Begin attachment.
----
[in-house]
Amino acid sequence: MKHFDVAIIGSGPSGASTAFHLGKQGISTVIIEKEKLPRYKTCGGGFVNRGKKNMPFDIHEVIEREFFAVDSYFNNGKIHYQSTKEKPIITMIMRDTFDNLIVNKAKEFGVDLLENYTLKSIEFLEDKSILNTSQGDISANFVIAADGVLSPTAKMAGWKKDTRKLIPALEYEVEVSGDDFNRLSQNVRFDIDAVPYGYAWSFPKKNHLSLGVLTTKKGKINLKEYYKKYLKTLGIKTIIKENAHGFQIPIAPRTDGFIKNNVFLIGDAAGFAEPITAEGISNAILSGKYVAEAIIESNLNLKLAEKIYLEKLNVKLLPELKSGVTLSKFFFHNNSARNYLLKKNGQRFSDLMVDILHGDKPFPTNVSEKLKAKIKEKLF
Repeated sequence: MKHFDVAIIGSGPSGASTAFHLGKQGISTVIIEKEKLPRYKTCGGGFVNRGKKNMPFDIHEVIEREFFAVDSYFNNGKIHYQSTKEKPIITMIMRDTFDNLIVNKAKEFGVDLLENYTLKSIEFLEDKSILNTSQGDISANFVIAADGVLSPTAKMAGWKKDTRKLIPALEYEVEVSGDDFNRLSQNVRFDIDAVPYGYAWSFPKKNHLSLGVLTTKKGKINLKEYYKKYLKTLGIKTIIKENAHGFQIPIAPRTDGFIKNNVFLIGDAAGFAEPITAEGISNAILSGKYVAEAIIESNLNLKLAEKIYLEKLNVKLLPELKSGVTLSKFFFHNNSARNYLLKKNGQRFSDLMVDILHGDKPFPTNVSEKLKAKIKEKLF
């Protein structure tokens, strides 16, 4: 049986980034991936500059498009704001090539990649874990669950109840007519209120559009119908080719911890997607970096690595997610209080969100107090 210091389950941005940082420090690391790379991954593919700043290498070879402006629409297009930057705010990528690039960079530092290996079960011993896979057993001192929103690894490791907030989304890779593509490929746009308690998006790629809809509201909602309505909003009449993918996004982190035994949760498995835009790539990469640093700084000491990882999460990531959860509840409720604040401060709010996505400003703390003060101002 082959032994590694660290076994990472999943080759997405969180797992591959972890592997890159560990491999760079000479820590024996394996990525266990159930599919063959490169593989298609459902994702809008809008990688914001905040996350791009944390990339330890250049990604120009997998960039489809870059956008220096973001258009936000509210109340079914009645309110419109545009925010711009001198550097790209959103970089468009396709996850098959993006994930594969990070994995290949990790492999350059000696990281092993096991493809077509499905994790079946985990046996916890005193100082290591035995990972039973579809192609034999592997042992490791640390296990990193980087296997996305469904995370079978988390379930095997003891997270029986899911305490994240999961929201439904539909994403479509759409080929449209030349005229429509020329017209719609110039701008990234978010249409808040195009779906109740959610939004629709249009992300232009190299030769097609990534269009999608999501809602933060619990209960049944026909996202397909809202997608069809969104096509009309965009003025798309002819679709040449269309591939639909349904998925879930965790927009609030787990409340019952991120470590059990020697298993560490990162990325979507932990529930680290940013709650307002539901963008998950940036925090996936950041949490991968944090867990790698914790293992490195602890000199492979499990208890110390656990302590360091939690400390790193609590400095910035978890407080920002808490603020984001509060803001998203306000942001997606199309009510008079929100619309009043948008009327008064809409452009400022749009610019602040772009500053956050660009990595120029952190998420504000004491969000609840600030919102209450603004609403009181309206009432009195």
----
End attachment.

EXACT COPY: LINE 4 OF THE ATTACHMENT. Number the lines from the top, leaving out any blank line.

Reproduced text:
């Protein structure tokens, strides 16, 4: 049986980034991936500059498009704001090539990649874990669950109840007519209120559009119908080719911890997607970096690595997610209080969100107090 210091389950941005940082420090690391790379991954593919700043290498070879402006629409297009930057705010990528690039960079530092290996079960011993896979057993001192929103690894490791907030989304890779593509490929746009308690998006790629809809509201909602309505909003009449993918996004982190035994949760498995835009790539990469640093700084000491990882999460990531959860509840409720604040401060709010996505400003703390003060101002 082959032994590694660290076994990472999943080759997405969180797992591959972890592997890159560990491999760079000479820590024996394996990525266990159930599919063959490169593989298609459902994702809008809008990688914001905040996350791009944390990339330890250049990604120009997998960039489809870059956008220096973001258009936000509210109340079914009645309110419109545009925010711009001198550097790209959103970089468009396709996850098959993006994930594969990070994995290949990790492999350059000696990281092993096991493809077509499905994790079946985990046996916890005193100082290591035995990972039973579809192609034999592997042992490791640390296990990193980087296997996305469904995370079978988390379930095997003891997270029986899911305490994240999961929201439904539909994403479509759409080929449209030349005229429509020329017209719609110039701008990234978010249409808040195009779906109740959610939004629709249009992300232009190299030769097609990534269009999608999501809602933060619990209960049944026909996202397909809202997608069809969104096509009309965009003025798309002819679709040449269309591939639909349904998925879930965790927009609030787990409340019952991120470590059990020697298993560490990162990325979507932990529930680290940013709650307002539901963008998950940036925090996936950041949490991968944090867990790698914790293992490195602890000199492979499990208890110390656990302590360091939690400390790193609590400095910035978890407080920002808490603020984001509060803001998203306000942001997606199309009510008079929100619309009043948008009327008064809409452009400022749009610019602040772009500053956050660009990595120029952190998420504000004491969000609840600030919102209450603004609403009181309206009432009195």